In a recent case before the California Court of Appeal, the court addressed whether an insurance policy exclusion applied in a case of a regularly used non-covered vehicle. Typically, insurance policies provide coverage for non-owned, occasionally used vehicles. Most policies exclude coverage for the regular use of vehicles not included in the policy. This exclusion, deemed the “regular use” exclusion, prevents the insured from driving two cars and only maintaining insurance coverage for one car. In this case, the court considered the policy implications of excluding coverage for the victims of an automobile accident caused by a teenage driver of an uninsured vehicle.
Simone Lionudakis, 17 years old, was driving a GMC pickup truck owned and registered to her father when she was involved in a motor vehicle accident. The accident injured Aweia Shimon and Flora Shimon. The Shimons brought a personal injury lawsuit against Simone and her parents. Simone’s parents were separated.
Simone’s father had excluded her from his insurance policy in order to save money, even though Simone was the only driver of the GMC. Simone’s mother had insurance through Nationwide Mutual Insurance, but she did not have coverage for the GMC. The Nationwide policy provided coverage for the use of a non-owned vehicle, provided that the vehicle was not furnished or available for regular use.
An agreement was reached in a settlement, with the terms that the court would address whether there was insurance coverage for Simone under her mother’s Nationwide Mutual Insurance auto policy. Nationwide then filed a declaratory relief action. The trial court found that GMC was available for Simone’s regular use, and coverage was therefore excluded. They entered a declaratory judgment in favor of Nationwide against the Shimons. On appeal, the Shimons contended that the vehicle was not available for Simone’s use at the place and time of the car accident because Simone had disobeyed the parental restrictions on her use of the vehicle.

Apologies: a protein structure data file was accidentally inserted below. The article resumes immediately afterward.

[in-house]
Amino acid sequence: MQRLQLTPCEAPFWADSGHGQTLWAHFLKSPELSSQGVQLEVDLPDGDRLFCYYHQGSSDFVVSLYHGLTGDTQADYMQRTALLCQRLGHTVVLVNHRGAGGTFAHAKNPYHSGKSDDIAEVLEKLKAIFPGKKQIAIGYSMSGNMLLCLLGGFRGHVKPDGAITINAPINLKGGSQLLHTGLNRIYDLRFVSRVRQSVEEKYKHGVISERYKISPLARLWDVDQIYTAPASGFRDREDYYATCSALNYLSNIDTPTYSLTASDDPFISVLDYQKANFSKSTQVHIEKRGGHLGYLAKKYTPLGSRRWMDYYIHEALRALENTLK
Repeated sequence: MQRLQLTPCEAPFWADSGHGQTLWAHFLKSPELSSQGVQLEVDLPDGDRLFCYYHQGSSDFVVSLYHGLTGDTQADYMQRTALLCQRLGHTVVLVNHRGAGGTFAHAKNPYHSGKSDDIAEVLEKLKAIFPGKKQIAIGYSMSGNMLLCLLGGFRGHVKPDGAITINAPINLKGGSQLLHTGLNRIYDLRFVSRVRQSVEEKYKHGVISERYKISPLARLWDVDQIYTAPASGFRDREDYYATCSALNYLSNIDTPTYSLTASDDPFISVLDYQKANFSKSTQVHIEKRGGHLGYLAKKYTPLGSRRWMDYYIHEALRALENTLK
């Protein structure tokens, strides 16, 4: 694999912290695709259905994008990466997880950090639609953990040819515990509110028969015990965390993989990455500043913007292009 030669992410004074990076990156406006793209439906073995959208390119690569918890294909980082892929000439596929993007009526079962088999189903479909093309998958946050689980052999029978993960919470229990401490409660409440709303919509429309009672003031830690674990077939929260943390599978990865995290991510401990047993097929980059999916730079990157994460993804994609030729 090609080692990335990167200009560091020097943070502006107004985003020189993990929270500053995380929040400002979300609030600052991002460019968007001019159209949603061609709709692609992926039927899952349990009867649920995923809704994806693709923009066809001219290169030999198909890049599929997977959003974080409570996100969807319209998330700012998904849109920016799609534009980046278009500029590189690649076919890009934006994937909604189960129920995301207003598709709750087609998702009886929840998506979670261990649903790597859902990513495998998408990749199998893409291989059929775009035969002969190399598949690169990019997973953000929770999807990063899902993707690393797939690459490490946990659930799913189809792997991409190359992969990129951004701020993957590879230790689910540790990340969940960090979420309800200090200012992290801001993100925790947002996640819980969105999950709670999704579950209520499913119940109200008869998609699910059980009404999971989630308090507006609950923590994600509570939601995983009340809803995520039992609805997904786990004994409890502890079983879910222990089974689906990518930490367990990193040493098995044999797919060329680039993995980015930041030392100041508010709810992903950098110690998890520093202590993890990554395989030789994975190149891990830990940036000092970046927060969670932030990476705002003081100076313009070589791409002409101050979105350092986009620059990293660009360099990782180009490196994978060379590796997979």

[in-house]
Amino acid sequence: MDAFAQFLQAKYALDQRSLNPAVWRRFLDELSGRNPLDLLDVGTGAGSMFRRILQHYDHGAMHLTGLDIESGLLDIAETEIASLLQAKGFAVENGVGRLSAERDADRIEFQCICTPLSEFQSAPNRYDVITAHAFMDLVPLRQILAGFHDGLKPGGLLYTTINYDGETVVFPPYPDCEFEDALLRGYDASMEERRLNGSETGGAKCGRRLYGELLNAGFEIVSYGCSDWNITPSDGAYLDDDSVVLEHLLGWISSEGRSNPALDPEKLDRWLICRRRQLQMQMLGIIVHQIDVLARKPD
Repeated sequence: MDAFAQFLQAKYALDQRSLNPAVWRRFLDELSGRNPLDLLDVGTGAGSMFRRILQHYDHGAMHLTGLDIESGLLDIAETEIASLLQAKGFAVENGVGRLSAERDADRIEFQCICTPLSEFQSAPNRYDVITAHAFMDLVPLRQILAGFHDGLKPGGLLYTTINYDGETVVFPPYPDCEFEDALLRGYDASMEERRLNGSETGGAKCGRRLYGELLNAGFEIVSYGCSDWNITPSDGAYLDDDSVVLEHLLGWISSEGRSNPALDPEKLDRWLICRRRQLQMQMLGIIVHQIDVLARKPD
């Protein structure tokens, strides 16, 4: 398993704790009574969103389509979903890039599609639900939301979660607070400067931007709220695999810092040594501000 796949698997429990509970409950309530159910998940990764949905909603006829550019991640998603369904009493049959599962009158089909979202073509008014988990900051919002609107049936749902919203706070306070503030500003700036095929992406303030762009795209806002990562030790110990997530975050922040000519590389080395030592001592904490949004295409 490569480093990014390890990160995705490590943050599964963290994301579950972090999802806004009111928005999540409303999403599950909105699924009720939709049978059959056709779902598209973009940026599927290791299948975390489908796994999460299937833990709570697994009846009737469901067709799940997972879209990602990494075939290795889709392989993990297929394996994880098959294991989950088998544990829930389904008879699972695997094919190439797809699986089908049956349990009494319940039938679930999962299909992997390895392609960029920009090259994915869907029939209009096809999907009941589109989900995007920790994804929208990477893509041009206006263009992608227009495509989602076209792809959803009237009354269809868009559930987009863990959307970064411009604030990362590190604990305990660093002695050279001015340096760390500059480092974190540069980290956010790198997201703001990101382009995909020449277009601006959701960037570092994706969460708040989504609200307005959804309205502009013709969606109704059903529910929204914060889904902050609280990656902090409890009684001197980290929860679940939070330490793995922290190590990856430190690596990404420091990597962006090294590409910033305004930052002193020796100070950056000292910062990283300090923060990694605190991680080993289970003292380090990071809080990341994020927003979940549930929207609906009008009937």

The exclusion of coverage for the regular use of vehicles that are not included in a policy prevents the insured from driving more than one car for the price of one policy. While coverage often extends to the occasional use of non-owned cars, it does not include the regular use of other cars. The court stated that preventing abuse is a factor in determining whether an exclusion from coverage applies.
In this case, the GMC was Simone’s vehicle, but it was not insured. Simone had her own key, and she was the only driver, with her mother possibly driving it once or twice. The vehicle was for her exclusive use. The court stated that Simone used the GMC at the time of the accident, and this was not a causal or incidental use. Her use was exclusive, for an unlimited period of time, and for an unlimited purpose. The fact that she disobeyed her parents does not make the insurance “regular use” exclusion inapplicable.
The Shimons argued that Simone had restrictions on her use and that she should not have been driving the GMC at the time of the accident. In support, the Shimons cited case law in which the determination of whether a vehicle is furnished or available for regular use depends on the time, purpose, and place of the use. The court distinguished those cases based on the fact that here Simone was the exclusive user of the car.
The court stated that in this case, the father’s decision to exclude the GMC from his insurance policy to save money was the type of abuse the exclusion in the policy is meant to prevent. The court affirmed the judgment of the lower court, holding that the insurance policy excluded coverage of the accident.
The experienced car accident attorneys at Sharifi Firm have years of experience representing Southern California clients seeking compensation from insurance companies. Call us today for a free consultation at 866-422-7222.
More Blog Posts:
California Court Limits Insurance Coverage When One Collision Was Proximately Caused by Two Negligent Acts, Southern California Injury Lawyer Blog, November 30, 2015
California Court of Appeal Rejects Insurance Policy “Resident Exclusion” Denying Recovery to Car Accident Victim, Southern California Injury Lawyer Blog, October 22, 2015